Xarah Dion is Donna Summer For a Dystopian Metropolis
We spoke to Montreal synthwave artist, Xarah Dion about her new album 'Le Mal Neccessaire' and finding love in the oddest of places.
Montreal's Xarah Dion is a diva. After watching her perform last month at Ciro's nightclub in Toronto, one gets the sense that she's a musician in full control of her considerable talents, totally unafraid to unleash her semi-operatic vocals and multi-instrumental prowess on her audience. The PA blew a speaker before her set, but you wouldn't have noticed as she commanded a small fleet of synths, singing through heavy reverb with an ecstatic expression, eyes closed, total focus. Her new record, Le Mal Necessaire, self-released on Zodiaque Musique in November, posits Dion as a Donna Summer for a dystopian metropolis. The lead single “L'Asphalte Chaude” is a more doom-laden than euphoric sex jam, something to blare out of a crackling boombox on a terminal beach, Xarah's vocals both haunting and lustful in turns. The song's video of a blurry urban landscape captured on degraded film (literally, as the film itself was buried in videographer Guillaume Valle's garden for a time), with a lone female figure wandering only drives this feeling of sensual unease home.
Combining dark disco and pop sensibilities, Le Mal Necessaire breaks from the unified sound of synthwave, delving into sounds and timbres not far off from industrial and punk. And we talked to her about all the above as well as the current state of the synth scene.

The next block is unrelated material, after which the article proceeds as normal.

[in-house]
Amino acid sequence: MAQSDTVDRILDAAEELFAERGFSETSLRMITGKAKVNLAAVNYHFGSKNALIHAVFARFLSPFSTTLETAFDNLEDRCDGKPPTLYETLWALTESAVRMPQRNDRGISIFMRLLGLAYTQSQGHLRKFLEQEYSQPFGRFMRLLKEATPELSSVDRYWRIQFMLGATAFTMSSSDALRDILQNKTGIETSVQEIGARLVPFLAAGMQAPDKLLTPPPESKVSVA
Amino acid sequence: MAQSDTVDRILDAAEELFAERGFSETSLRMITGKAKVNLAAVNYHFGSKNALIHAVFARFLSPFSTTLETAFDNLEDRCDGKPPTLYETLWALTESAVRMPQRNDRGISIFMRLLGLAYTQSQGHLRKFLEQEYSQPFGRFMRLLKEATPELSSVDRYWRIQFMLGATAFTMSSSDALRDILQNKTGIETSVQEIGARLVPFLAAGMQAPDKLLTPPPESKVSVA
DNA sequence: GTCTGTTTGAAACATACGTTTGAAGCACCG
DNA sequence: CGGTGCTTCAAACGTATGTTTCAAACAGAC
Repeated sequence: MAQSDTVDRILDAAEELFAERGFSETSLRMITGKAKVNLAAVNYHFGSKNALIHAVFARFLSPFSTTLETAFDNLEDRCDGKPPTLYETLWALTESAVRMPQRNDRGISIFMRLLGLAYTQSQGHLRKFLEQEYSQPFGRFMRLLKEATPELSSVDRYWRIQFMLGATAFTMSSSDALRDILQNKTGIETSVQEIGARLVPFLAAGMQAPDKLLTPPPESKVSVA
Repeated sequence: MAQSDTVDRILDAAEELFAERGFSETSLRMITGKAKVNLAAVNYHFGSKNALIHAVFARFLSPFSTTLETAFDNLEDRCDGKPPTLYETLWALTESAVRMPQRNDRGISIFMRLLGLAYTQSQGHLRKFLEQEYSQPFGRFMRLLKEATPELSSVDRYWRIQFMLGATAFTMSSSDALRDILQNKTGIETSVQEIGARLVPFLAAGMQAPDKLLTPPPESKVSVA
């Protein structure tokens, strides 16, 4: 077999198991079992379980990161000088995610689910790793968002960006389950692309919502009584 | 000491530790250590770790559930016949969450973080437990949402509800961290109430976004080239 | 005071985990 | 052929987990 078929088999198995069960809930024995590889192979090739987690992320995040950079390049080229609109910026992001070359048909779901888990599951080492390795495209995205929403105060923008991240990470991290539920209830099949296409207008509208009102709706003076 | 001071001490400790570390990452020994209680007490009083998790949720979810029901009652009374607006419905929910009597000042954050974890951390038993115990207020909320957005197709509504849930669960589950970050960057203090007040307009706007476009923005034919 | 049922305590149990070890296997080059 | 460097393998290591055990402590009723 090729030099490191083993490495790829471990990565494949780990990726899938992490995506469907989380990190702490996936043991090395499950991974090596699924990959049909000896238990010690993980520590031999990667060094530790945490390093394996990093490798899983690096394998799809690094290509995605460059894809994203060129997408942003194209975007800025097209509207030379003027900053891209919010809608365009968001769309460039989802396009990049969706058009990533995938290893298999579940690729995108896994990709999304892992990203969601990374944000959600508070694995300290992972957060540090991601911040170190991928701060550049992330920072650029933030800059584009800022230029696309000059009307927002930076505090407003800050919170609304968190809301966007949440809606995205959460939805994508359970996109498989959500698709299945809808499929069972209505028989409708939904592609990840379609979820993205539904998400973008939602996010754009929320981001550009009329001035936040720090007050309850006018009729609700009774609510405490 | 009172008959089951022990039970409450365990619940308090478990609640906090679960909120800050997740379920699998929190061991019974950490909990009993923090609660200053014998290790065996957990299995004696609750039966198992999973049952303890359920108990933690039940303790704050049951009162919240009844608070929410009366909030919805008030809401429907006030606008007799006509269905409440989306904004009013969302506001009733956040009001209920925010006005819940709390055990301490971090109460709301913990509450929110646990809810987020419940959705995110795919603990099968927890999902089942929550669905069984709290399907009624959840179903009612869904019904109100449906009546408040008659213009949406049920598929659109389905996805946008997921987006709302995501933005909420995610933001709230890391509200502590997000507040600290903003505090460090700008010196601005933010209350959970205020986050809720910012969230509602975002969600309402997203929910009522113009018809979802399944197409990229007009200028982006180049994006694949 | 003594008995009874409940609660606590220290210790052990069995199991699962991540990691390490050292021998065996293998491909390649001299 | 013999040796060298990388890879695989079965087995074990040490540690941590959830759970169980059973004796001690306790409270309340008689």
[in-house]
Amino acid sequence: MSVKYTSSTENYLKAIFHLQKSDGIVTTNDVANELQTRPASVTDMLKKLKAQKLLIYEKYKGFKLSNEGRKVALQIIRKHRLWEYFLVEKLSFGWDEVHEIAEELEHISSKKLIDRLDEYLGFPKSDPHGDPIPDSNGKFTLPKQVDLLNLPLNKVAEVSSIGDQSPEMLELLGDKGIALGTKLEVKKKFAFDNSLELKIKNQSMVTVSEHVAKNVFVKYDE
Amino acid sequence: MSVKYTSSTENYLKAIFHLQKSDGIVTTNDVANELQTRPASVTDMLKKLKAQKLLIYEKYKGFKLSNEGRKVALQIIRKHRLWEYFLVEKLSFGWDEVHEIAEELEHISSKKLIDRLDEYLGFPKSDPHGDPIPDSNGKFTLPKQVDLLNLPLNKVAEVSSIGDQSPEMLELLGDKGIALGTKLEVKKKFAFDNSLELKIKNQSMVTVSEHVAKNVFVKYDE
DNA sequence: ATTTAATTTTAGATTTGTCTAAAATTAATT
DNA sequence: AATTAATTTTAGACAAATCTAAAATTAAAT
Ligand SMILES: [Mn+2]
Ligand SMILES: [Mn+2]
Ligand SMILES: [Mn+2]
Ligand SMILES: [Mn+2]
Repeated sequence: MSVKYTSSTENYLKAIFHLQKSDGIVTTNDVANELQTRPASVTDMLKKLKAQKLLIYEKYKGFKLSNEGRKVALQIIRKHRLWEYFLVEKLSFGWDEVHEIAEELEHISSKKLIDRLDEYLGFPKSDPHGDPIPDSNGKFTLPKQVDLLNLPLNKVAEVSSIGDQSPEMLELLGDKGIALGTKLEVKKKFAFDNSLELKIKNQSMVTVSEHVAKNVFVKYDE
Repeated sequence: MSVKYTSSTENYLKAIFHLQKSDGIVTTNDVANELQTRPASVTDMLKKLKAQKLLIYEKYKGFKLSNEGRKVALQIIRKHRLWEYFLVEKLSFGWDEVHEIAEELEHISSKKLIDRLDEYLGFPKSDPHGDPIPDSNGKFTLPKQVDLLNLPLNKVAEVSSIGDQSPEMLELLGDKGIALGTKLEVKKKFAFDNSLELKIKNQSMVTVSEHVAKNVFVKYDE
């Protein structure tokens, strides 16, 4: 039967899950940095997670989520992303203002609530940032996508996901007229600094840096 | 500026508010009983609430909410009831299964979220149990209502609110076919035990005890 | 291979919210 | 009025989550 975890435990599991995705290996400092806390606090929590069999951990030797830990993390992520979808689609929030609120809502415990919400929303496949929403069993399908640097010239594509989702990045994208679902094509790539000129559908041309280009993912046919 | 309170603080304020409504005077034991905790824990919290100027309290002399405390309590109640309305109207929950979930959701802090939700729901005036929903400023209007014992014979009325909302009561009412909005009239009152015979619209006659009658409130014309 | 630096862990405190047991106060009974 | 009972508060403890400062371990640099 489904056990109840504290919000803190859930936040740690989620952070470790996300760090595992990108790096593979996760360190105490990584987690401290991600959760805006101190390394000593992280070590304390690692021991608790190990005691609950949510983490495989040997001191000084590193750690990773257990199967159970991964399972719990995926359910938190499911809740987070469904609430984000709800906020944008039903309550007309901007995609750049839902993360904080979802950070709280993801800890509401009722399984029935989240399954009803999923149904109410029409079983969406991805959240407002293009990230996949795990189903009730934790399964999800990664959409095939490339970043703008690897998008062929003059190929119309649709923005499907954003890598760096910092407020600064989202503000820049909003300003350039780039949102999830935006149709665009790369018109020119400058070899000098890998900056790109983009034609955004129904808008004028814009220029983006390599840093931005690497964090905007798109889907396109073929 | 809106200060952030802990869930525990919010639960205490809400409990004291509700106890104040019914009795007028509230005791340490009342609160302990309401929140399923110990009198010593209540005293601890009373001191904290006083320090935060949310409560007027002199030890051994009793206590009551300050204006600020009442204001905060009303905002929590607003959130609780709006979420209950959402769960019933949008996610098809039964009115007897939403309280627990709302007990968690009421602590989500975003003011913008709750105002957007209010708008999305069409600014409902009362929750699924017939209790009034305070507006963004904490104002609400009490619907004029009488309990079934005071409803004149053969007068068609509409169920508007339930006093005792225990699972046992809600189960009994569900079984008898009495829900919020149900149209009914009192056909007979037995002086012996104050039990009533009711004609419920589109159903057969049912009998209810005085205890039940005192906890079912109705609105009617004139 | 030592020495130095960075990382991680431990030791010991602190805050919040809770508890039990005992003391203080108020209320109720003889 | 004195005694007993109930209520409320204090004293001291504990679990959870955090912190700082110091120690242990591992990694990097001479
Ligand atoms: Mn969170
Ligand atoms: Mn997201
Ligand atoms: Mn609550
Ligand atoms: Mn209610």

Noisey: It seems like there's a sophistication in your music that hints at a more formal or classical background. Besides incorporating more modern styles, are you influenced by more classical ones?
Xarah Dion: I’ve been playing the piano, organ and harpsichord, since I was 10 so I find those have helped me with co-ordination; playing two synths at once, plus operating a drum machine and singing. Although, there's always an idea of “polishing” that is involved, even in my more minimal compositions. I find that listening to more minimal compositions makes me want to express my ideas in a more concise way, so that's how I approach my music right now.
It seems like synths, more than most other instruments, lend themselves to musicians who just want to bash away and experiment. Which is great, many classic bands started with a more minimal “punk” approach.
For sure. Music happens live in real time, and I find that I can lose myself more if I don't know what to expect, so it's a mixture of those approaches. I had played analog synths before, but they weren't mine but getting one of my own has really improved the feel of my music. Now that there's a chance I could miss a transition or something, the risk really brings out the momentum of the new songs.
Yeah, using hardware and just going with your intuition isn't just an aesthetic choice, it's a “fun” choice, and good music seems to originate from musicians simply having fun.
For sure, it's more fun, the energy is more uplifting and the sounds communicate better when you play live. Prior to that I played a few good shows but used backing tracks. I actually wrote on my Bandcamp that I only use hardware because that was an important step for me. I like using familiar, warm, and recognizable sounds, this familiarity gave me a taste to move forward. At this point I don't really want to invest in the usual synths, I want to start getting into the modular world, which is more experimental.